Fashion chain Hennes & Mauritz said sales rebounded at a faster rate than expected in April as the retail bellwether ended eight months of declines, adding to signs of a tentative recovery in consumer spending.

April same store sales -- made up of store, internet and catalog sales running for at least one financial year -- rose 8 percent, the Swedish company said on Friday, just beating a mean forecast for 7.5 percent seen in a Reuters poll of analysts.

It was the firm's first rise in sales since July 2008.

Analysts had expected H&M, the world's third-biggest clothing retailer by sales after Gap Inc and Zara owner Inditex , to post a quick rebound after a cool March held back spring sales, while a new launch also boosted figures.

The April performance is flattered by a soft comparative and the launch of the first phase of the Matthew Williamson range across 200 stores on 23 April, Citigroup said in a note.

Total sales also rose faster than expected, gaining 19 percent from a year ago compared with a forecast for 17.5 percent as H&M continued to expand.


In spite of a sales environment that has been grim for retailers, H&M -- which offers high-fashion looks at low prices -- has stood by plans to open a net 225 stores this year, and positive signs have also started to emerge elsewhere in the sector.

British retailer The John Lewis Partnership , a more upmarket retail bellwether, last week had its best sales performance so far this year on the back of warmer weather, while British fashion and homewares retailer Next forecast improved sales.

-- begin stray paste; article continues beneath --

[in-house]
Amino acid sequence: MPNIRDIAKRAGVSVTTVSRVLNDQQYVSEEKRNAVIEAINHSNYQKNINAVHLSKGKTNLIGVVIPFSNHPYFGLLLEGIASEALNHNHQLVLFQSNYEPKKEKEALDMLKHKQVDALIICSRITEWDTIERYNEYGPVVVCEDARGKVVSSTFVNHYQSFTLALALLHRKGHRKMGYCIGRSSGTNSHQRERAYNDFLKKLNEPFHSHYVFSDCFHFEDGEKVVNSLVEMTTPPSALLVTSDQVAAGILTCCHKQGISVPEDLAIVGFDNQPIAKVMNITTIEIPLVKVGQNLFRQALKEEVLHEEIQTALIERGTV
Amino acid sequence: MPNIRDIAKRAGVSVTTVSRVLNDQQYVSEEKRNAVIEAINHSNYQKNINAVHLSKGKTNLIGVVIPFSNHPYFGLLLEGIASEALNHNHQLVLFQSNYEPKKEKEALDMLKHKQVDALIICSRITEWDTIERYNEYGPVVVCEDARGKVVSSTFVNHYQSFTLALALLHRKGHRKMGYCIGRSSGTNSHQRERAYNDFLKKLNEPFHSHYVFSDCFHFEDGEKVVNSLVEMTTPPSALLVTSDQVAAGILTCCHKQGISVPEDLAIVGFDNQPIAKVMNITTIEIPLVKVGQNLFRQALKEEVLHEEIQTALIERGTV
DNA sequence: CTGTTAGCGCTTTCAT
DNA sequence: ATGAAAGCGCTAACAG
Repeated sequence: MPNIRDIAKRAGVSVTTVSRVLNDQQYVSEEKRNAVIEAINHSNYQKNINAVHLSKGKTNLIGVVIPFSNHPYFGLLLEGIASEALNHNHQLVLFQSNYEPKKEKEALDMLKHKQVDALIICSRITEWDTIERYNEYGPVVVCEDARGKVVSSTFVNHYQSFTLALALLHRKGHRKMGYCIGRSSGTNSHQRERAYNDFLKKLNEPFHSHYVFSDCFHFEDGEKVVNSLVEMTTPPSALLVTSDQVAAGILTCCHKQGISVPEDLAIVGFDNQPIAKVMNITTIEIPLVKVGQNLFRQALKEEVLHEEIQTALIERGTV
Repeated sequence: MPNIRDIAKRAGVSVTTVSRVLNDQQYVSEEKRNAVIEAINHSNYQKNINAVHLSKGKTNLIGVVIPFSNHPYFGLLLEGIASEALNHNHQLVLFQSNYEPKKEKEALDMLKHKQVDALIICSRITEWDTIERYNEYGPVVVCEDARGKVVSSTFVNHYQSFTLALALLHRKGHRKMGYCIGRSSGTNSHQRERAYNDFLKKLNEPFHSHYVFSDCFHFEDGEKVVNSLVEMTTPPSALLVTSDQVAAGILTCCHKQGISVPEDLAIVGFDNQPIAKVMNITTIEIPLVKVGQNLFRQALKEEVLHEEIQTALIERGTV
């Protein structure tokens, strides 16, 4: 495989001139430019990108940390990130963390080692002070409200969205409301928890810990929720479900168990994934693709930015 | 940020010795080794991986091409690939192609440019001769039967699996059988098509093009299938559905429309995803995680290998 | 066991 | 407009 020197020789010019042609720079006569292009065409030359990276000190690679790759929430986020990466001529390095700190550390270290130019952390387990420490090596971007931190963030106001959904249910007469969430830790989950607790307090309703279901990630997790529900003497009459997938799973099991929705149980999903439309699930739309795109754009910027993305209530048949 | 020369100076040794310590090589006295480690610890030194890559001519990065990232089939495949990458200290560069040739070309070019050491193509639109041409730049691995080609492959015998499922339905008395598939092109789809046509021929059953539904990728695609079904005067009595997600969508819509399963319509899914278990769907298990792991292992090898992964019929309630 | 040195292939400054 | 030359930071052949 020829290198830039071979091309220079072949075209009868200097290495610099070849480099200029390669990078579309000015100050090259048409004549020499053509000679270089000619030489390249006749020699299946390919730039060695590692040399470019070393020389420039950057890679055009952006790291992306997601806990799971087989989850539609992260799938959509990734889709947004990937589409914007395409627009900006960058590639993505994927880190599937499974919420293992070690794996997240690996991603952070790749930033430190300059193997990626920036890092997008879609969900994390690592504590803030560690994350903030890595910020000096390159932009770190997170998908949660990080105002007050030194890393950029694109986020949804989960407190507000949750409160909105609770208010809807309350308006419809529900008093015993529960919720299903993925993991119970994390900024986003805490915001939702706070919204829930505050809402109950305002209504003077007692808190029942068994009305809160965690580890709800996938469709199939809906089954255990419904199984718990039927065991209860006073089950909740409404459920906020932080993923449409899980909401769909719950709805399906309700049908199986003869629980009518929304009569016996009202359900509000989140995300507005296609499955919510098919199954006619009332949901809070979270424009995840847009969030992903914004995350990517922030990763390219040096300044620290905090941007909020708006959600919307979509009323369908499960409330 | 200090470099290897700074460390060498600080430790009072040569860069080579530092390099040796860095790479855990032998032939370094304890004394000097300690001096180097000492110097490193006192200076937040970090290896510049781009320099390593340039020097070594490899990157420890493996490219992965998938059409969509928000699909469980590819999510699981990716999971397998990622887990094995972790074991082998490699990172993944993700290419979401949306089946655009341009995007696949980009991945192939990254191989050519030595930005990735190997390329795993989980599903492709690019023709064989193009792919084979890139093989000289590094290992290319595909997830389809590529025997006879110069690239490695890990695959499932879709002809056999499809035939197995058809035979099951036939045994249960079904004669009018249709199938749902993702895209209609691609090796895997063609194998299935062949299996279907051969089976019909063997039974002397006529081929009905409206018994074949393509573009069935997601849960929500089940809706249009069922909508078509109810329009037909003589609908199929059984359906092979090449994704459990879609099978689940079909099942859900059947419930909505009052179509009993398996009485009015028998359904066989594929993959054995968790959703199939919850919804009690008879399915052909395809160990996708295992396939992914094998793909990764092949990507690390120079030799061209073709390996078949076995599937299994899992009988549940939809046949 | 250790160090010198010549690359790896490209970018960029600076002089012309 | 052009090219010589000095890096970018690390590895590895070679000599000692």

Consumer confidence indicators edged higher in much of Europe in April, though data from the early part of May was mixed in the United States, where a fall in April retail sales dented hopes of a near-term economic recovery.

Analysts say H&M has continued to perform well even as cash-strapped buyers have reined in spending, and they expect the company will push ahead with new store openings despite the downturn.

They have been very clear that they should continue to open 10 to 15 percent new stores this year, said Anna-Karin Envall, an analyst at ABG Sundal Collier. They have strong financials, so there is no need for them to change that strategy.


H&M's biggest market, Germany, is not expected to see economic growth before the second half of 2010 and recovery following the current recession is likely to be muted, the European Central Bank said last week.

Last week, Spanish fashion retailer Mango said it would pare back store opening plans this year due to the economic downturn.

But both H&M and arch-rival Inditex have stuck to forecasts for an increase in like-for-like sales this year.

H&M posted a surprise 13 percent fall in first-quarter pretax profit due to unfavorable currency swings, but analysts say a stronger Swedish crown could help H&M reduce purchasing costs in the second quarter.

At 4:23 a.m. EST, H&M shares were down 1.2 percent compared with a 0.1 percent rise in the DJ Stoxx European retail index <.SXRP>.

(Additional reporting by Mark Potter, editing by Will Waterman, John Stonestreet)